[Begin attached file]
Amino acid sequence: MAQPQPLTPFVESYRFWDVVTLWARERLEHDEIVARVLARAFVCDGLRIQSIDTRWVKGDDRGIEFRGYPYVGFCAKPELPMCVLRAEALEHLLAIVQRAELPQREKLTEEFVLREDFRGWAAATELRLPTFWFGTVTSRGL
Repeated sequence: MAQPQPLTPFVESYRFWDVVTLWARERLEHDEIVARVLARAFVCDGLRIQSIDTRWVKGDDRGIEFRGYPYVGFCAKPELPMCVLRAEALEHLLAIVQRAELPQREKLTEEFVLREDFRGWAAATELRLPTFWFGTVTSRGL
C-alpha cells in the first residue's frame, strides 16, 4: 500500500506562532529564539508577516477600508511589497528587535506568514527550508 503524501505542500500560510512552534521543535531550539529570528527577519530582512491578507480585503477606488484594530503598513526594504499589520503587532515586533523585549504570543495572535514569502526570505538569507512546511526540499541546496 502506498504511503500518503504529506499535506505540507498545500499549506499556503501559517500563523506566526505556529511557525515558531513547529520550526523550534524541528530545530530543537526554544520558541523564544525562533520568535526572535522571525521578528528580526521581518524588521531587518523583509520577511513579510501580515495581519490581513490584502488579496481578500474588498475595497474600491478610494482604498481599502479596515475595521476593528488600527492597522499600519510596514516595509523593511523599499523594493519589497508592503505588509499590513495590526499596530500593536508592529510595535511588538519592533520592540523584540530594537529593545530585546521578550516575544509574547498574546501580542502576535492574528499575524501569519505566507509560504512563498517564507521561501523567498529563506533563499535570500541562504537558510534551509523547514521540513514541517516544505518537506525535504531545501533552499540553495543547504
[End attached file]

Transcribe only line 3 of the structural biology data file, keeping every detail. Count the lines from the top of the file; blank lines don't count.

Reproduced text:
C-alpha cells in the first residue's frame, strides 16, 4: 500500500506562532529564539508577516477600508511589497528587535506568514527550508 503524501505542500500560510512552534521543535531550539529570528527577519530582512491578507480585503477606488484594530503598513526594504499589520503587532515586533523585549504570543495572535514569502526570505538569507512546511526540499541546496 502506498504511503500518503504529506499535506505540507498545500499549506499556503501559517500563523506566526505556529511557525515558531513547529520550526523550534524541528530545530530543537526554544520558541523564544525562533520568535526572535522571525521578528528580526521581518524588521531587518523583509520577511513579510501580515495581519490581513490584502488579496481578500474588498475595497474600491478610494482604498481599502479596515475595521476593528488600527492597522499600519510596514516595509523593511523599499523594493519589497508592503505588509499590513495590526499596530500593536508592529510595535511588538519592533520592540523584540530594537529593545530585546521578550516575544509574547498574546501580542502576535492574528499575524501569519505566507509560504512563498517564507521561501523567498529563506533563499535570500541562504537558510534551509523547514521540513514541517516544505518537506525535504531545501533552499540553495543547504